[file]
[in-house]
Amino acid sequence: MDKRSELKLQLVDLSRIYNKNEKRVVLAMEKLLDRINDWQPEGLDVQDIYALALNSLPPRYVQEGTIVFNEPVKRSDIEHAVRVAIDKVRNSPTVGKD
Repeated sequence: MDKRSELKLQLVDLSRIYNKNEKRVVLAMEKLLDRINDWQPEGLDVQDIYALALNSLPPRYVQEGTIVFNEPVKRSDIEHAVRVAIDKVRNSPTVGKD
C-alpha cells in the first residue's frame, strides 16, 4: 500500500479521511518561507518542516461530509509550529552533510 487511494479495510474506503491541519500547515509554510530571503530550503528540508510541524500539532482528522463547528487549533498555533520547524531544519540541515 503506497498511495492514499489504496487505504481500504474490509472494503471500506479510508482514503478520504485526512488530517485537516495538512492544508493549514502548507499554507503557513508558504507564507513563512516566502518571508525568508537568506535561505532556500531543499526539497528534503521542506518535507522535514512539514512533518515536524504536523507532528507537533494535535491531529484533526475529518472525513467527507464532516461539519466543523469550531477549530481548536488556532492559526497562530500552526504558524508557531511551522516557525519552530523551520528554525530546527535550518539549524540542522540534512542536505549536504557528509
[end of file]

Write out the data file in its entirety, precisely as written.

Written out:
[in-house]
Amino acid sequence: MDKRSELKLQLVDLSRIYNKNEKRVVLAMEKLLDRINDWQPEGLDVQDIYALALNSLPPRYVQEGTIVFNEPVKRSDIEHAVRVAIDKVRNSPTVGKD
Repeated sequence: MDKRSELKLQLVDLSRIYNKNEKRVVLAMEKLLDRINDWQPEGLDVQDIYALALNSLPPRYVQEGTIVFNEPVKRSDIEHAVRVAIDKVRNSPTVGKD
C-alpha cells in the first residue's frame, strides 16, 4: 500500500479521511518561507518542516461530509509550529552533510 487511494479495510474506503491541519500547515509554510530571503530550503528540508510541524500539532482528522463547528487549533498555533520547524531544519540541515 503506497498511495492514499489504496487505504481500504474490509472494503471500506479510508482514503478520504485526512488530517485537516495538512492544508493549514502548507499554507503557513508558504507564507513563512516566502518571508525568508537568506535561505532556500531543499526539497528534503521542506518535507522535514512539514512533518515536524504536523507532528507537533494535535491531529484533526475529518472525513467527507464532516461539519466543523469550531477549530481548536488556532492559526497562530500552526504558524508557531511551522516557525519552530523551520528554525530546527535550518539549524540542522540534512542536505549536504557528509